Shops with small chroming tanks engage in a technique called double-dipping when customers have high capacities. It should be noted that this practice is industry accepted. However, it does cost you more money and increases your turnaround time.
So, what is double-dipping?
Double-dipping is used when a shop’s tanks are smaller than your rod. The facility will chroming one end, flipping it over and then chroming the other end. This is called “double-dipping” because the rod is chromed twice. The middle area ends up with an overlap of chrome. The shaft then has to be ground and polished to create a smooth, even finish. The end result is the same as a rod chromed at a facility with a high capacity tank.
What isn’t the same is your final cost and your wait time.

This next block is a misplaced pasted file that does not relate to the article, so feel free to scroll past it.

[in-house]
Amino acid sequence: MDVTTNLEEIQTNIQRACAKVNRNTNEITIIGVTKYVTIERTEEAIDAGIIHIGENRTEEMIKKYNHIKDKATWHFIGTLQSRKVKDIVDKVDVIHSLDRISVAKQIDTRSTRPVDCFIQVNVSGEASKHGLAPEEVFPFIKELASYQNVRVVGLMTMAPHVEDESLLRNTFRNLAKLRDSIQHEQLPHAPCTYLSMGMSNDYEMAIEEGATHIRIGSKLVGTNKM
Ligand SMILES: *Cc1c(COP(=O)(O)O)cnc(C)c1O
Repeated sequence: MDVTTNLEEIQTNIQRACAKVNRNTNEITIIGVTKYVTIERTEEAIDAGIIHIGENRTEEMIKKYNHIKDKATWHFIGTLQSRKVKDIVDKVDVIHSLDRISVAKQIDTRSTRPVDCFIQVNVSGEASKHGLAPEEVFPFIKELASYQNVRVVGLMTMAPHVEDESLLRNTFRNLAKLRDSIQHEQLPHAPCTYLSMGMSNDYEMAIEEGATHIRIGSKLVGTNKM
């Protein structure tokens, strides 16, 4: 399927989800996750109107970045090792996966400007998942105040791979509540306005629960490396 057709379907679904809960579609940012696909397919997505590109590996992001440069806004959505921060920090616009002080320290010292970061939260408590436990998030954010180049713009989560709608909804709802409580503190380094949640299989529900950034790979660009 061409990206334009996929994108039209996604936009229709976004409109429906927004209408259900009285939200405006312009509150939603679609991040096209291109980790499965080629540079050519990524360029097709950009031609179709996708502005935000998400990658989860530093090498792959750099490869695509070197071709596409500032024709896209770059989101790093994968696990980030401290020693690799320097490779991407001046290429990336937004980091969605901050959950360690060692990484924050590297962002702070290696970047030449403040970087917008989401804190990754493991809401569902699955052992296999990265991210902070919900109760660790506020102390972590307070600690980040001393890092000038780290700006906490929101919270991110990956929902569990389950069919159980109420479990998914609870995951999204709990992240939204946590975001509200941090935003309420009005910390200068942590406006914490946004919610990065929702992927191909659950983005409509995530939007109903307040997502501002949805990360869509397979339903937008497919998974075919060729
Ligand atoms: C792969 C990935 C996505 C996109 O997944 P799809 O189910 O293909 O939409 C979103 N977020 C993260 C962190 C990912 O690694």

What are other options?
Double-dipping can tie up resources and increase wait times. Some places will outsource the job to a shop that can handle high capacities. This decision is typically made when the rod is already on-site. The rod then has to be shipped to the secondary facility. Your turnaround times and freight costs will increase. If you choose this route, you will have to liaise with two companies rather than one.
This is a fine alternative. The job is often completed and returned faster than if the rod had been double-dipped by the original facility. This depends on the location of the secondary facility.
You can always go directly to a high capacity facility. Due to numerous closures, not many shops have tanks over 30 feet. If you work with one of these companies, you will have to ship your rod to them. Depending on where they are located, this can add many days to your wait time. Working with a high capacity facility is more cost-efficient. They do not increase the cost of chroming and you do not have to pay for extra shipping. Many high-capacity shops have shipping specials. You may qualify and be able to reduce costs again.